The Poison of Politics

Amid divide, teens weigh in on America’s turmoil


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Rioters stormed the capitol of the United States in an attempt to overturn the 2020 election. Throughout the past year, protests and riots have become rampant across the country as political unrest continues to divide the public.

The United States seems to be the most divided it has ever been in recent years. Political debates, the struggles of the presidential transfer of power, differing stances on human rights and the stereotypes of each political party have caused people to turn against one another and the country as a whole. With everything in shambles, questions concerning the younger generations arise: What are teenagers’ opinions on the current political state of America?

Despite the majority being too young to vote, today’s youth pays attention to what is going on in the world in order to expand knowledge and prepare to become the generation behind it all in the future. Recent events have caused everyone to form opinions and beliefs about the ongoing situations our country is facing.

“Everyone in America is separated from one another,” junior Alayna Booc said. “The effects of centuries of oppression and a cruel, broken system are finally bubbling to the media’s surface.”

Sworn into office Jan. 20, Joe Biden became the 46th President of the United States months after winning the electoral college at the end of 2020. On the other hand, there were many rumors of voter fraud that swept the nation as claims by the previous president Donald Trump and far-right media made their way into the spotlight.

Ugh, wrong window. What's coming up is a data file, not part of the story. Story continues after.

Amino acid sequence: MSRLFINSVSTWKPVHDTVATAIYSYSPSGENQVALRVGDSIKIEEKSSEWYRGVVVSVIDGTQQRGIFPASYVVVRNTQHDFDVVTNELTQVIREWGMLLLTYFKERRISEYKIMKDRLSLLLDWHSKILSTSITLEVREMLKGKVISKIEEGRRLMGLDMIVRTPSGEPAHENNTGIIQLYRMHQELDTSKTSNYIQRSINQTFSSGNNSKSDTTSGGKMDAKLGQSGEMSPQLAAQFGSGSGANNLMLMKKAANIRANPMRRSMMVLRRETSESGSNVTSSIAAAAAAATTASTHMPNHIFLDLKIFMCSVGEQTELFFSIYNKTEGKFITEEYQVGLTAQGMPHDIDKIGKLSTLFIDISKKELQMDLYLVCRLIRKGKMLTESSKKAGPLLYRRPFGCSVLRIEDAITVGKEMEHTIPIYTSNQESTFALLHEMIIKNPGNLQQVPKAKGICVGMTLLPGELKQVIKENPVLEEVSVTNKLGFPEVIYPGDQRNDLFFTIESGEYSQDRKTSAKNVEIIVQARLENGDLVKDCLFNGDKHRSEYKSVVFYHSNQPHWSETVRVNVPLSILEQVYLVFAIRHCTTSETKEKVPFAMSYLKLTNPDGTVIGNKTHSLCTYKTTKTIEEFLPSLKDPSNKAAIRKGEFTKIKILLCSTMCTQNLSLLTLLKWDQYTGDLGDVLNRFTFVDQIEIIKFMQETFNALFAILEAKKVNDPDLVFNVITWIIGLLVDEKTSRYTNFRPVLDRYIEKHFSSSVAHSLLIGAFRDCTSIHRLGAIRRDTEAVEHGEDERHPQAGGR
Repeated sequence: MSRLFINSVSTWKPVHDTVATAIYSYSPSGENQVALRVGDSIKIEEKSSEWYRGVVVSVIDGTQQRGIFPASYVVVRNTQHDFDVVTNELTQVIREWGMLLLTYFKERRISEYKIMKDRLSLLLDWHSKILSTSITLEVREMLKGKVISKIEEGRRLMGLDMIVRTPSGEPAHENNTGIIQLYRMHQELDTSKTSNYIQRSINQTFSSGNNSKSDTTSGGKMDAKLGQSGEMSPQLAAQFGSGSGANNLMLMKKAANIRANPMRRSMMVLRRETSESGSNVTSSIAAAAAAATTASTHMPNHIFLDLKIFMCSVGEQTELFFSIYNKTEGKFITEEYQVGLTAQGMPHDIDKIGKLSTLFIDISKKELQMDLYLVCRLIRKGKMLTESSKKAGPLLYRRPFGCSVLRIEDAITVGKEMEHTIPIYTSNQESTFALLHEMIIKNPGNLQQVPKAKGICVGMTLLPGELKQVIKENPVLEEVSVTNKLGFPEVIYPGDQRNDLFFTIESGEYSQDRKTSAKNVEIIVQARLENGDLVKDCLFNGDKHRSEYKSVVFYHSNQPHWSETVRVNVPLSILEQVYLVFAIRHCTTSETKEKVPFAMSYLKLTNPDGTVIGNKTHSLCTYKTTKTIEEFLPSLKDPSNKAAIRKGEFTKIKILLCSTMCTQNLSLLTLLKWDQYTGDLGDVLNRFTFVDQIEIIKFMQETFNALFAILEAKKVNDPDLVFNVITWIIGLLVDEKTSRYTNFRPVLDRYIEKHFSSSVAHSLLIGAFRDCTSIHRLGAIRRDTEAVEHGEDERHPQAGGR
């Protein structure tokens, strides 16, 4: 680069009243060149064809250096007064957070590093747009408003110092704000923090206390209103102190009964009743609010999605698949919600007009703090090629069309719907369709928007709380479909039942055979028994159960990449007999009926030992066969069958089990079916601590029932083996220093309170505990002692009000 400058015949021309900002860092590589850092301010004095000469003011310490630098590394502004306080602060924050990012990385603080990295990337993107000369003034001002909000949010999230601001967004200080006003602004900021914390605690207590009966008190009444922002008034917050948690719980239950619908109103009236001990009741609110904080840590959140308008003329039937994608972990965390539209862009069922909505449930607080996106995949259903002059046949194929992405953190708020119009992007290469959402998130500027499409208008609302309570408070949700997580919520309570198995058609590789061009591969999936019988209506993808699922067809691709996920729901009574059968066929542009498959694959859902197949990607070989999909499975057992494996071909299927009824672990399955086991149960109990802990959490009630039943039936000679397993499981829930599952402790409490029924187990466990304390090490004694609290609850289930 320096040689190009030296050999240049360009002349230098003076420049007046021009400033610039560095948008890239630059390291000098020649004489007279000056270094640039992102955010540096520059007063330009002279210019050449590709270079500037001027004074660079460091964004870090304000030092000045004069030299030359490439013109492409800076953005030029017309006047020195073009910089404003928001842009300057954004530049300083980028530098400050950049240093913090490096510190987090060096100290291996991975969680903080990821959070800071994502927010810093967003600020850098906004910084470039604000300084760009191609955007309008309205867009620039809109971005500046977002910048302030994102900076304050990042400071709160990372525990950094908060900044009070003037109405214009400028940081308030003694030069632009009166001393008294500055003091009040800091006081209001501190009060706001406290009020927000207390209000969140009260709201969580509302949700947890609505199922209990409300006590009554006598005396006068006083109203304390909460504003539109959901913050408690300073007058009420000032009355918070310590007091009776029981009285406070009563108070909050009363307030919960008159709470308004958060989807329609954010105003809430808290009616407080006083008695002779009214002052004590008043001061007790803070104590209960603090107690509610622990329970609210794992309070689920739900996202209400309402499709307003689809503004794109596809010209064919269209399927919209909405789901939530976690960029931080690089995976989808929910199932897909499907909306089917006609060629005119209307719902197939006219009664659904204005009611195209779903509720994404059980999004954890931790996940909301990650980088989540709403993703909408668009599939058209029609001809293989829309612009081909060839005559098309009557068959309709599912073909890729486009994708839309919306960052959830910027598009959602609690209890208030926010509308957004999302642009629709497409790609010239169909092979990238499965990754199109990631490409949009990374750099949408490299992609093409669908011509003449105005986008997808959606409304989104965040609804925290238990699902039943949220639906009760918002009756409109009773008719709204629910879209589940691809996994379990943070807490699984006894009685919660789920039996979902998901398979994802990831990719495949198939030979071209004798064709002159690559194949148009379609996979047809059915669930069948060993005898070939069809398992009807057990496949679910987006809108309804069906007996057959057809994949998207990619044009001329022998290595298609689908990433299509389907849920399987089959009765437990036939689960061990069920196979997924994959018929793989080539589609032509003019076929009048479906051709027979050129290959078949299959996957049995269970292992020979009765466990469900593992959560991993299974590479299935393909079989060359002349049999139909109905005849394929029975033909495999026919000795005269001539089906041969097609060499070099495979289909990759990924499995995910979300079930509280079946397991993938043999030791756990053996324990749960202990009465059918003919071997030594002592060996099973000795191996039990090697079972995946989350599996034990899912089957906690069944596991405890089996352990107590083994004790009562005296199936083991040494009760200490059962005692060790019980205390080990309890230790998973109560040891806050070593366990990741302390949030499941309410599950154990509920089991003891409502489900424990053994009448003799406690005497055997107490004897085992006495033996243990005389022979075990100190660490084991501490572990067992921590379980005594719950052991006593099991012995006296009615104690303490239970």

“This election was sketchy,” junior Kyle Berkovitch said. “I’m not saying the results were wrong, but there is a good chance it was inaccurate. The voting system is ineffective right now because it’s too easy to rig.”

The voter fraud theory is still running rampant today and has been the cause of protests and violence against the country’s government such as the Jan. 6, 2021 Capitol riot, which was a violent attack against the 117 United States Congress carried out by Trump supporters in an attempt to overturn his 2020 election defeat.

“The riots and brutality are getting out of hand, but you can easily see where all the anger comes from,” Berkovitch said.

Some, however, are not focusing on the public, but on government officials themselves.

“I think, above all else, it feels like the U.S. is being run by bullies,” junior Abigail Vickery said. “Not a single prominent member of Congress cares about the American people, but only how they can bend their parties to their own ideas.”

Despite the catastrophic atmosphere teenagers are surrounded by, there are still a few who attempt to focus on themselves instead of politics in order to lighten stress and maintain personal relationships.

“I think politics divides people too much,” junior Grant Beaber said. “I don’t think we should destroy each other over things we can’t control. At the end of the day, an opinion is just that: an opinion.”